MATT ESTABROOK | THE DAILY EVERGREEN
In late January, the state Legislature approved the capital budget for Washington, granting money to a variety of organizations to design and build new facilities. Among the approved grants, $114 million was appropriated to WSU for facility upgrades and repairs.
Many students were critical of WSU administration for this, asking questions like, “If we can get $114 million for new buildings, why can’t we fund Performing Arts?” The short of it is that money from the capital budget can only be used for projects like new buildings and tangible investments, not university programs or staff salaries.
“When somebody’s mad because we’re building a building instead of putting that money back in a program that had to be cut,” WSU Capital Budget Director Deborah Carlson said, “we don’t really have a choice.”
Washington divides the budget into two parts, capital and operations. Capital is for infrastructure projects and is paid in one-time chunks. The operations budget is ongoing and includes funding that goes toward staff salaries, programs and maintenance.
When presented with extreme cuts to the Multicultural Student Services and Performing Arts, it is easy to jump to the assumption that WSU is comfortable cutting programs in favor of new academic facilities. This budget system, while designed to separate out different projects based on priority, has a major feature that students ought to consider: Every university competes for a cut from the same pool of education money.
State lawmakers will rank each proposed project against one another based on its merit. A project that is the first priority to one school might be deemed a lower priority than a project at another school. Funding can often be distributed in a way that overlooks the demand for certain projects in favor of managing costs.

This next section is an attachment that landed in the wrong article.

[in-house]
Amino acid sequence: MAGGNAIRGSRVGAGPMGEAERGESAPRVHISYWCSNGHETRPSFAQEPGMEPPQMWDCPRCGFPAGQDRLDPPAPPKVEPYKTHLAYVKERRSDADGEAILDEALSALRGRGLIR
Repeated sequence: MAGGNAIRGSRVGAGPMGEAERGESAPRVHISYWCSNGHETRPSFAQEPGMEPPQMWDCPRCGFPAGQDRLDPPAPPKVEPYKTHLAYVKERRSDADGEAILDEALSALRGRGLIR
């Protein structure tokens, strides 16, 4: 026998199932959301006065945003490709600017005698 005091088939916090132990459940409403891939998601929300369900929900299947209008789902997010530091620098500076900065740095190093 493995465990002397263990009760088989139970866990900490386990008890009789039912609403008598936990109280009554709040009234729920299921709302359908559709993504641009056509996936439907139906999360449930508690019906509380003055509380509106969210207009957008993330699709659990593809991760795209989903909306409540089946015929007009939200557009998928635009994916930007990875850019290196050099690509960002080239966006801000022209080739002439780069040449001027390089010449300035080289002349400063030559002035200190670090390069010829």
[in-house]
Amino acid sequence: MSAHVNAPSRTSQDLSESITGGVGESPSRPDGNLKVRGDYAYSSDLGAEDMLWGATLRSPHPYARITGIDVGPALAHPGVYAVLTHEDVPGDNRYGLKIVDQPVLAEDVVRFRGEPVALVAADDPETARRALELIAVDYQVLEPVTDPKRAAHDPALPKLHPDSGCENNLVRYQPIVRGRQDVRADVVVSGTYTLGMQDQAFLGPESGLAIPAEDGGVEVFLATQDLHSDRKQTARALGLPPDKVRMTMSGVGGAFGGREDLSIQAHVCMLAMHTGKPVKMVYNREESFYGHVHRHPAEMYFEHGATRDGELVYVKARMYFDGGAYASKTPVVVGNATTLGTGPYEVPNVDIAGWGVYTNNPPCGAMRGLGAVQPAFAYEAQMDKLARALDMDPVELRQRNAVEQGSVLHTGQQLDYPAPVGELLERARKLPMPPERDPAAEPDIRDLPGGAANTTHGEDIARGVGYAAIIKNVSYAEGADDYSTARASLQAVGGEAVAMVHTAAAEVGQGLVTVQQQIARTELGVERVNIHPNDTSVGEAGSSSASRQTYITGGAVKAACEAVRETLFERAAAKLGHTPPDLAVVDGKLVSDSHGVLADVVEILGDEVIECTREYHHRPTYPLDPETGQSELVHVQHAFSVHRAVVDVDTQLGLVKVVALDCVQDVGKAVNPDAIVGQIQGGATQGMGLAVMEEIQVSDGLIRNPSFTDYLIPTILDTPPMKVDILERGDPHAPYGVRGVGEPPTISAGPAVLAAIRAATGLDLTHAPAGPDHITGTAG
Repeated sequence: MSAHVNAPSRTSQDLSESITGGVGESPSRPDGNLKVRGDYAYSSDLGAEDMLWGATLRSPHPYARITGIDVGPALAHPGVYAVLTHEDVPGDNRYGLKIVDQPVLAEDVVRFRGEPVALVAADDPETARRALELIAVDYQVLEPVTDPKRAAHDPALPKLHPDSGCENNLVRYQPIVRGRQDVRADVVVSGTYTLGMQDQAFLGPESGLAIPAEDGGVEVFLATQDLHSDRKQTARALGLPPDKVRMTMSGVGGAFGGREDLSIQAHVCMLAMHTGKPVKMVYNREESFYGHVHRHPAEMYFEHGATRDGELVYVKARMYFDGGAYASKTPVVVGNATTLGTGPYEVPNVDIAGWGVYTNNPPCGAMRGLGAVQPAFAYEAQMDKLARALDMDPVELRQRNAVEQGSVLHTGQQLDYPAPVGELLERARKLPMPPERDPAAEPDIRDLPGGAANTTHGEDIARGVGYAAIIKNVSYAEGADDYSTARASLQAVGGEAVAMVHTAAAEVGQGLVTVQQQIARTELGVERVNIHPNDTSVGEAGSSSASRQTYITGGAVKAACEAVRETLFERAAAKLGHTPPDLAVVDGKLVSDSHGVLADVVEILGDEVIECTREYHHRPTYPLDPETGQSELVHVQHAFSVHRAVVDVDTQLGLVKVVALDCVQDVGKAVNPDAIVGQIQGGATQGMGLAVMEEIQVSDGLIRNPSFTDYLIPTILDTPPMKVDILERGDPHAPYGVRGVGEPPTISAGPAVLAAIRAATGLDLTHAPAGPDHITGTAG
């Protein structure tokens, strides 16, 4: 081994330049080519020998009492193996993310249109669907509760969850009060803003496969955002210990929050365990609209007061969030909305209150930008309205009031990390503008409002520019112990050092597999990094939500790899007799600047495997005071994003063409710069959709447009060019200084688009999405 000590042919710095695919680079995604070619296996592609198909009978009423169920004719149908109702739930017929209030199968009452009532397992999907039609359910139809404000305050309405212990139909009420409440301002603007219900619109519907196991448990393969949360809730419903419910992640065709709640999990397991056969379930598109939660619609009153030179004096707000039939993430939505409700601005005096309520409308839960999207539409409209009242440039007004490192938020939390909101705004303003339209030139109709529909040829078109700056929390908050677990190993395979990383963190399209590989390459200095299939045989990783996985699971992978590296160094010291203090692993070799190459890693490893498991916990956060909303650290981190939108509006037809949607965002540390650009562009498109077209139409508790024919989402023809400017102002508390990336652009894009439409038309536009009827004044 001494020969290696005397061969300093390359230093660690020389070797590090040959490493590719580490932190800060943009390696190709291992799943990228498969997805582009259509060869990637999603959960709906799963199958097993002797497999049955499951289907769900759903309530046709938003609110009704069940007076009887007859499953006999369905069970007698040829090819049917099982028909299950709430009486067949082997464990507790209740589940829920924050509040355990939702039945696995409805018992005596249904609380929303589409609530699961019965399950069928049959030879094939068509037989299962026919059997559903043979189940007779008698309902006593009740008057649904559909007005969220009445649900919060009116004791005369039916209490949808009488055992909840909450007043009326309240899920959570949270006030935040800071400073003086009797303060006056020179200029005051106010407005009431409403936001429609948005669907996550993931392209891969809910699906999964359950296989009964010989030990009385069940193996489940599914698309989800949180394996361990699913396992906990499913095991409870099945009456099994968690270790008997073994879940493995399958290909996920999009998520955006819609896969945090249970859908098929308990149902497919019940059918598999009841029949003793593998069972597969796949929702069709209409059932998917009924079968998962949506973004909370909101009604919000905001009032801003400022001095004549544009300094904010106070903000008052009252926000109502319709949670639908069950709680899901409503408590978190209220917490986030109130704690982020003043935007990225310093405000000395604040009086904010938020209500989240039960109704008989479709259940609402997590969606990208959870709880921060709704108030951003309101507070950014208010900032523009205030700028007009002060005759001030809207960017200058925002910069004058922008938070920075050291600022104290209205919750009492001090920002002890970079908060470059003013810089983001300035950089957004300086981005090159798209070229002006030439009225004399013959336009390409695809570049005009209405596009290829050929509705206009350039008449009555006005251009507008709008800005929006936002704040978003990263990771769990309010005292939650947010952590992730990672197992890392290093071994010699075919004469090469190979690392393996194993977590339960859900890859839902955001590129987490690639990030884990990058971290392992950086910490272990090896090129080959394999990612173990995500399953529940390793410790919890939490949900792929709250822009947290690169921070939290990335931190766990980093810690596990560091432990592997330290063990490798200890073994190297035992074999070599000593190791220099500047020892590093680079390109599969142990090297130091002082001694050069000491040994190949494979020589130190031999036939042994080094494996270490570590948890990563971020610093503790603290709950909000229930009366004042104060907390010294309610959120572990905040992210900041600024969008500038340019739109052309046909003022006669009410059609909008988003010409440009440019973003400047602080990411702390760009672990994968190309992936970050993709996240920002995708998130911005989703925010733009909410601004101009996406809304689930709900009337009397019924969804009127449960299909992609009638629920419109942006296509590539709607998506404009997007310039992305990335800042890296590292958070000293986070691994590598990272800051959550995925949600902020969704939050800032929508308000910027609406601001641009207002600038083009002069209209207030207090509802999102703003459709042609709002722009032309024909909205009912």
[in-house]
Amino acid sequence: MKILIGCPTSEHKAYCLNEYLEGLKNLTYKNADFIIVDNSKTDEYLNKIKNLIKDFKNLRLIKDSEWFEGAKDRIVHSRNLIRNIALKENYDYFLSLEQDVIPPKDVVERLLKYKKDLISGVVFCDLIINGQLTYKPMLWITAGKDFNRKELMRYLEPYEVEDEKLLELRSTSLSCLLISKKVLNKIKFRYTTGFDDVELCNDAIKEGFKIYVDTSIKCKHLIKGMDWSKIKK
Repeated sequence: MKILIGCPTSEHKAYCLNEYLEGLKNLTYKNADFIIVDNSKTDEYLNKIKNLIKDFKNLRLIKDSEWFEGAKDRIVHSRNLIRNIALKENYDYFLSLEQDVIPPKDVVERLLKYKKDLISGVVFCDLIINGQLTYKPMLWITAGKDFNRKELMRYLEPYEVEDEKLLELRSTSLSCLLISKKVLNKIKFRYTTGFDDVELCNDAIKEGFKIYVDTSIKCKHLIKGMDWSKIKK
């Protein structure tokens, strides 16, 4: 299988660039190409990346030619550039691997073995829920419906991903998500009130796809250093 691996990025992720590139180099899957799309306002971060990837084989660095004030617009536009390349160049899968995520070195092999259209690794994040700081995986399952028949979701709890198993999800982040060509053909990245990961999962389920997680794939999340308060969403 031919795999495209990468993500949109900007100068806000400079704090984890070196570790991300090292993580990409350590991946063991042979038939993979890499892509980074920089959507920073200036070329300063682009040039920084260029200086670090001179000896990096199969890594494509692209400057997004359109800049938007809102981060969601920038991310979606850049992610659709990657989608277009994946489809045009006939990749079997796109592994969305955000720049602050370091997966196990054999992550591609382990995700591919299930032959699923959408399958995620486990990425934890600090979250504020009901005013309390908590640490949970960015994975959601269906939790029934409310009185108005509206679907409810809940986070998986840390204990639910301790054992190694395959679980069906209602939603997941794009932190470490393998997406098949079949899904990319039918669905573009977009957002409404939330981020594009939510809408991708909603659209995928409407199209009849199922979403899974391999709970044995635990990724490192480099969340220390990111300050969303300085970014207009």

Technical and community colleges, on the other hand, are all grouped into one capital budget request. This makes their priority list easier to manage for the state because they can rank the highest priority project for the whole group of schools. These colleges are more likely to get funding that reflects their values than WSU or University of Washington.
“The scoring process isn’t always reflected in the end result,” Carlson said. “Once the Legislature starts and you have different areas of the state with different support groups or legislative clout, sometimes we end up with projects we didn’t ask for. Sometimes they honor our priority lists and sometimes they don’t.”
Blaming administration seems like the obvious solution, but there are forces beyond their control that deserve more scrutiny. Lawmakers, not administration, actually decide how much money every college in Washington gets. In the current budget, only $22 million has been granted to WSU for repairs despite there being a tremendous need for upkeep.
“Our backlog for [maintenance] is over $750 million,” Carlson said. “If we were to fix everything that needed fixing, not just the big emergencies and the really, really top echelon, we would need a lot more money than $22 million.”
Ten years ago, the state moved $10 million from WSU’s operations budget to the capital budget. This prevented those funds from being used for construction and renovation.
Carlson said this cut didn’t really impact the university in terms of how the campus runs. It makes it seem like the capital budget is larger than it really is, meaning it is less likely for additional capital funds to be appropriated to WSU.
While it may not make a difference in terms of people getting paid, where our money comes from matters. Education shouldn’t be a commodity people have to compete over. The administration may seem like the boogeyman, but the real problem is state politics.
The people who ought to be criticized and petitioned are lawmakers. Universities shouldn’t have to compete for funds in order to fix their buildings or pay for programs that serve so many students on their campus.
We should always expect more from our leaders, but that expectation should be tempered with empathy when change is out of their control. Be critical, be demanding, but also be smart enough to recognize when demands are falling on empty accounts and not deaf ears.